There are several things that would disqualify a person from being a leader or at least from being considered a leader, but there are two particular reasons I want to discuss which happen to fall under the same category.
The “L” in Leadership is Not for “Liar”
Lying and/or Deception (which is essentially lying) is one of the top actions to disqualify a person from being a leader. Sure, they may posses a leadership position, but that doesn’t mean they are a leader; no more than my putting a golf ball in an egg carton makes it an egg.
Leadership is the ability to influence people towards a specific vision or goal. When an individual resorts to the art of lying or the use of deception, they are no longer considered a leader, but rather a manipulator (and that’s only if they are able to successfully maneuver people as a result of the lies).
Leadership is the ability to influence people towards a specific vision or goal. The use of lies and deception eliminates the key verb, “influence” in that definition. Lying is not influencing; its the attempt to appease another person (telling them what they want to hear) or its an effort to try and avoid difficult conversations or issues. A leader does not hide from confrontation, he addresses it head on (see Saul vs. Jonathan in 1 Samuel 13-14). A person will also be found resorting to lies and deception when they’re attempting to reach their own goal in a dishonest manner.
- It could be a supervisor saying what they think an employee wants to hear in order to deceive them into believing they have an opportunity to retain employment when the supervisor’s goal is to keep them employed until the person they really want to work with is available. Even if the supervisor is able to keep that employee in place until the perfect timing to replace them, the supervisor did not reach this goal through influence, rather by deceiving the current employee that they had an opportunity.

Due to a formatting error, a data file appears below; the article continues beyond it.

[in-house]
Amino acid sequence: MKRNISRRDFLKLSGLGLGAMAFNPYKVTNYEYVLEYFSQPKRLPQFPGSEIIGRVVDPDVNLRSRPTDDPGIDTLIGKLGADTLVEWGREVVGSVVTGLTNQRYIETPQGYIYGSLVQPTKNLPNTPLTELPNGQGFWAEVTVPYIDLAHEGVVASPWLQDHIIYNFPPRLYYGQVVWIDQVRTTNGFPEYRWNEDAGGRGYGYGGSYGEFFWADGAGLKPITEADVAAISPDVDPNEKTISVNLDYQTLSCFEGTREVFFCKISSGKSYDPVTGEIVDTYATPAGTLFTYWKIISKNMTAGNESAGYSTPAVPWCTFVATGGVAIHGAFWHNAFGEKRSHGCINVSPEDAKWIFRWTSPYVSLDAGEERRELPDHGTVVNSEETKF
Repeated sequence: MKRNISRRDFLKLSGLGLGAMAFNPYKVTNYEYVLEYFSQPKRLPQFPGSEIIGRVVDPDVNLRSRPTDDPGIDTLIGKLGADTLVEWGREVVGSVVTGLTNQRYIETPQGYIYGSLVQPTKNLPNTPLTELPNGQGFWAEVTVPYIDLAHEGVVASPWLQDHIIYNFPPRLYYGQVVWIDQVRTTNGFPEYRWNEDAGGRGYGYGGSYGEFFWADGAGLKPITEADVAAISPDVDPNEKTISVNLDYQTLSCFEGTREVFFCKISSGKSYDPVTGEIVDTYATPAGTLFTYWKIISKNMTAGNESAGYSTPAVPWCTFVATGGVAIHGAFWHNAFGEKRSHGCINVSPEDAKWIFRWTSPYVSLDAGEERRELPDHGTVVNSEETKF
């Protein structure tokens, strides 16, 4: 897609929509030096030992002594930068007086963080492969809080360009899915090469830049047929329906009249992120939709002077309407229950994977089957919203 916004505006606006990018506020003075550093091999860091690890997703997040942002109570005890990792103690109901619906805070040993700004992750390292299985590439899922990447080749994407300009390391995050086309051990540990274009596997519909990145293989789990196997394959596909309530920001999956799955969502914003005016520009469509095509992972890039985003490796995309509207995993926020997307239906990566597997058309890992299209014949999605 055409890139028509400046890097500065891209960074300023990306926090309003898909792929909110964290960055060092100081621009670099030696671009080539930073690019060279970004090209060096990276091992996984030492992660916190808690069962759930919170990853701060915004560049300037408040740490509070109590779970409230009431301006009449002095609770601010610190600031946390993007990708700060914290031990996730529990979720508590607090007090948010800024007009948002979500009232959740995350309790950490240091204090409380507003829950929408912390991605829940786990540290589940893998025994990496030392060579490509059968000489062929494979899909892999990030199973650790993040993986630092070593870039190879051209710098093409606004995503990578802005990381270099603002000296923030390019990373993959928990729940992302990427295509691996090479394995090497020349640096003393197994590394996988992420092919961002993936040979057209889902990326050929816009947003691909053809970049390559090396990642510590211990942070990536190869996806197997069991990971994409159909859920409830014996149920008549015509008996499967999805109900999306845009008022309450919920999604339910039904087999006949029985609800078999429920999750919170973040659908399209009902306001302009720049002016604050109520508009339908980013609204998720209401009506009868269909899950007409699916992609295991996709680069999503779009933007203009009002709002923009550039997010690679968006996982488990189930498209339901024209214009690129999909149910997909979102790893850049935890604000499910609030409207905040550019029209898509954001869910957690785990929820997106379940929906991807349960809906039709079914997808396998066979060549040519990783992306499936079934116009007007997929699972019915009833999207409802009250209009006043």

- It could be a sales manger who promises a salesperson specific rewards or bonuses if they reach a specific sales number and then backtracks on that promise with some type of petty excuse once the salesperson reaches their goal. The sales manager reached their goal of higher sales from their salesperson, but they didn’t use influence, they used lies.
- It could be a pastor with a specific vision or goal for his church and when facing opposition and friction from his leadership team and/or elders, he pushes harder, lies and deceives to paint a picture of horrible consequences if they do not go along with his idea. Even if the pastor gets his way, he will not have done it through any influence of his own, rather through manipulation.
- Ditto point #2, just change the person in question with a politician and change the vision for the church to an idea for the country. I think you can figure it out.
Join the conversation: Are you a leader that’s resorted to lying and deception to get your way? Why?
Have you been in an organization where the “leader” above you used lies and deception versus influence to obtain what they wanted? What was the results?